All posts by Diana Dunning

About Diana Dunning

When I was 43 I found out through gossip that I was adopted. Since then I have been working through the impact of this on who I am, and understanding why I react the way I do, as well as integrating my new self and world into a new understanding of myself.

Adoption is …

National Adoption Awareness Month (NAAM) is coming and in Australia the conversation on adoption during November, will again be dominated by the voices of Deborra Lee Furness and her corporate machine, AdoptChange.

In contrast, NAAM can be a difficult time for Adoptees, of sadness, of anger, and feeling powerless against dominant voices.

weighing baby.png

I am an Adoptee, who has joined with three others to write and publish a book of poetry,  I have more to say on what Adoption Is for me, and I encourage others to continue to speak up on what Adoption Is for them.   Join me!


Photo credit: Wellcome Library, London. Wellcome Images General Lying In Hospital, York Road: nurses weighing a baby. Photograph, 1908. 1906 Album of photographs and cuttings pertaining to dr. Basil Hood

Have you settled on a name?

Settling on a baby’s name is usually done shortly after birth by the baby’s parents.

For adoptees, this is rarely the case.  I was unnamed and labelled on my records as Baby Dunning.

Other adult adoptees I know, talk of the name changes their adopting parents or they themselves made, throughout their lives, in the process of choosing or reclaiming name for identity.

My choice of name was settled when I needed to decide how I would appear in print as one of the four authors of ‘Adopted’, a book of poetry and prose completed and printed in July 2017.  I settled on Diana Dunning, retaining the first name my adopting parents chose for me, which ironically is the same as my birth father’s sister’s second name, and Dunning which is my birth mother’s maiden name.  For a few moments I struggled with an internal dialogue regarding permissions, and whether I was ‘allowed to use my mother’s family name’.

I have also changed the name of this blog a few times, seeking a title that describes my reasons for blogging. As a late discovery adoptee, I’m just catching up.

So … I’ve settled on a name, for me, and for this blog:

I am Diana Dunning (aka Di Dunning Saunders, retaining my married family name).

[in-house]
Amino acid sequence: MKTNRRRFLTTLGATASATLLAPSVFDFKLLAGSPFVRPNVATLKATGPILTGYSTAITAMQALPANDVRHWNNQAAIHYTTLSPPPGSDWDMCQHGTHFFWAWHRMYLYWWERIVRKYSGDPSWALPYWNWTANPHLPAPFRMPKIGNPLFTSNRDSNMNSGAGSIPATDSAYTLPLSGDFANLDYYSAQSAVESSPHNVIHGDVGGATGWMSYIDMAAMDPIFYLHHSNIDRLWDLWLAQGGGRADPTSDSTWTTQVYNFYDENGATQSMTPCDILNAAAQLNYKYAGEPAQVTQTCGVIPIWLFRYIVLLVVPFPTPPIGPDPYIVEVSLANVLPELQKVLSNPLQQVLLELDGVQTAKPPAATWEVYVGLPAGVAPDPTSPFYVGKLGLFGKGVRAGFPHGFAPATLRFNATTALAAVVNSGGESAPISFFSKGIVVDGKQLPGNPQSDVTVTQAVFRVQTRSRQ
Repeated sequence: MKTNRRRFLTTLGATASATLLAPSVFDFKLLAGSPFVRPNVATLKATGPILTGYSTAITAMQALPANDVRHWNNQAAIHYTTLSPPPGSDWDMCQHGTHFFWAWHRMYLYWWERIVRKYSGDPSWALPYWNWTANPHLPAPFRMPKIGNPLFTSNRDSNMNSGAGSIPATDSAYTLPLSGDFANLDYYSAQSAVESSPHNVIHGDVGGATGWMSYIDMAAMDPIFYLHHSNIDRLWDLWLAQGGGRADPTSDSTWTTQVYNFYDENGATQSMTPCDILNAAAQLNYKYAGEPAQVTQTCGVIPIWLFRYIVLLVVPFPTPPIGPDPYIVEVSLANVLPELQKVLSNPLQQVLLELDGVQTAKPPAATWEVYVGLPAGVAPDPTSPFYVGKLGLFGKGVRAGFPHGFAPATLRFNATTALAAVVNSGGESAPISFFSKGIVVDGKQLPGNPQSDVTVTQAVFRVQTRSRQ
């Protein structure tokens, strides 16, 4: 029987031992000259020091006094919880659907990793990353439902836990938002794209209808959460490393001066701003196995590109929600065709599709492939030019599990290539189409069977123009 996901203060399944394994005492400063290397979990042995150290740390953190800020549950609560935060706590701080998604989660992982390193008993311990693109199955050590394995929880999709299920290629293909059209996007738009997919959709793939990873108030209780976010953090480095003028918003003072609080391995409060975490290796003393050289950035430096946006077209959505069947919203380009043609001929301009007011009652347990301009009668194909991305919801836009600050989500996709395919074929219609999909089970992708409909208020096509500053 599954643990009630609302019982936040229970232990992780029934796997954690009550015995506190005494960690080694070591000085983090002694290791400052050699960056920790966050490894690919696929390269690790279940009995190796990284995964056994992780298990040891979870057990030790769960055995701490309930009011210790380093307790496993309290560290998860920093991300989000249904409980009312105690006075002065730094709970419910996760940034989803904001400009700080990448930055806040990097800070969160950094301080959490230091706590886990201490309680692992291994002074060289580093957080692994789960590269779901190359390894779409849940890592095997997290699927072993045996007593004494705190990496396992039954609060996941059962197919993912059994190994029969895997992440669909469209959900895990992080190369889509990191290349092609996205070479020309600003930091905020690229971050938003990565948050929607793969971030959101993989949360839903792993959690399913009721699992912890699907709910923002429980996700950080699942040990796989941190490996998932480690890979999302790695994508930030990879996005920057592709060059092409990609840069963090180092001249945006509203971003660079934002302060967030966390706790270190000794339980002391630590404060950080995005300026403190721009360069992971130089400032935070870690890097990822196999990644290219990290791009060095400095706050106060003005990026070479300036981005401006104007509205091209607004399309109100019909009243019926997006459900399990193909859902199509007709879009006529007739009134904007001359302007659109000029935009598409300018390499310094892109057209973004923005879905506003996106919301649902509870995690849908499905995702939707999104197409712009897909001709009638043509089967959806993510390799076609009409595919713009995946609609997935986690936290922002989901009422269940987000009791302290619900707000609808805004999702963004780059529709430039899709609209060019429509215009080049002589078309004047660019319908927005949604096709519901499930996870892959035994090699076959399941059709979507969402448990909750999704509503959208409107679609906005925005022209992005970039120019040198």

About me – Diana Dunning

I was separated from my mother at birth and had no further contact with her. For the first month of my life, I stayed in the hospital’s nursery for ‘babes for adoption’. After being assessed medically as free from disease and defect and suitable for adoption, I was placed somewhere unknown to me for an additional ten weeks, until the 12 months my adopting parents had been given to add a room onto their house, had elapsed. It was not an ideal start to life for any infant.

I remember vividly the moment I embraced the possibility that my adoption was trauma. I was attending a Professional Development workshop on Trauma and raised my hand to ask the question burning within me, quite oblivious to others in the room “you mean my being separated from my mother at birth was trauma?”

It’s the only explanation that makes sense of the difficulties I experience in my life.  Yet if I look through support websites and texts on trauma, I find no mention of adoption as one of the early life experiences with adverse effects, or describes the adoptee as a survivor of trauma, except perhaps for intercountry adoptees who have been removed from their original culture.

The Inquiry into the Australian Citizenship Amendment (Intercountry Adoption) Bill 2014 implies adoption is trauma in its discussion:  regarding “current areas of practice—including intercountry adoption—we need to avoid the risk of continuing the mistakes from the past. Some of these ‘mistakes’ identified by participants included:

  • cutting ties between biological parents and their children;
  • failing to provide young people with information about their heritage, culture and family;
  • prioritising the desires of prospective parents to have a family over the needs of existing (and often vulnerable) parents and children;
  • failing to recognise that family ties are for life; and
  • the trauma of interrupting the bond between parents and children, which can have lasting effects for all.”

When separation at birth for adoption is recognised as trauma, it allows:

  • adopted persons to identify  and name the cause of the difficulties they experience, and to receive assistance from practitioners skilled in trauma interventions;
  • adopting parents to understand the needs of the children they have adopted, seek assistance and training to provide a trauma-informed response;
  • the dominant discourse of adoption as good for all involved, to be challenged at a time when there is pressure from groups such as AdoptChange to increase the number of adoptions;
  • lessons from the past to challenge surrogacy and other ways of family formation, to ensure children’s needs are central.

Adoptees have a right to know that being separated from their mother at birth was trauma.

Progress in Adelaide


The Adoption Act is being reviewed in South Australia.  Adoptees have petitioned the Act be changed to legislate and uphold the right of Adoptees to have their birth information recorded on their Original Birth Certificate.

The rights of the Adoptee challenge the rights of adopting adults and their reasons for wanting to be listed as the ‘parents’, rather than the infant’s biological parents.  Adopted infants grow into adults who experience lifelong “grief and pain” having “lost their identity, heritage and family”.

These words are etched in stone on one of two large blocks of granite, an artwork to acknowledge that “lives have been profoundly affected by adoption separation practices”, and can be viewed in Grundy Gardens, in Adelaide, just east of the University footbridge.

Turning 18 again

In October 1998 I received a letter that informed me that I was adopted. I was forty three years old.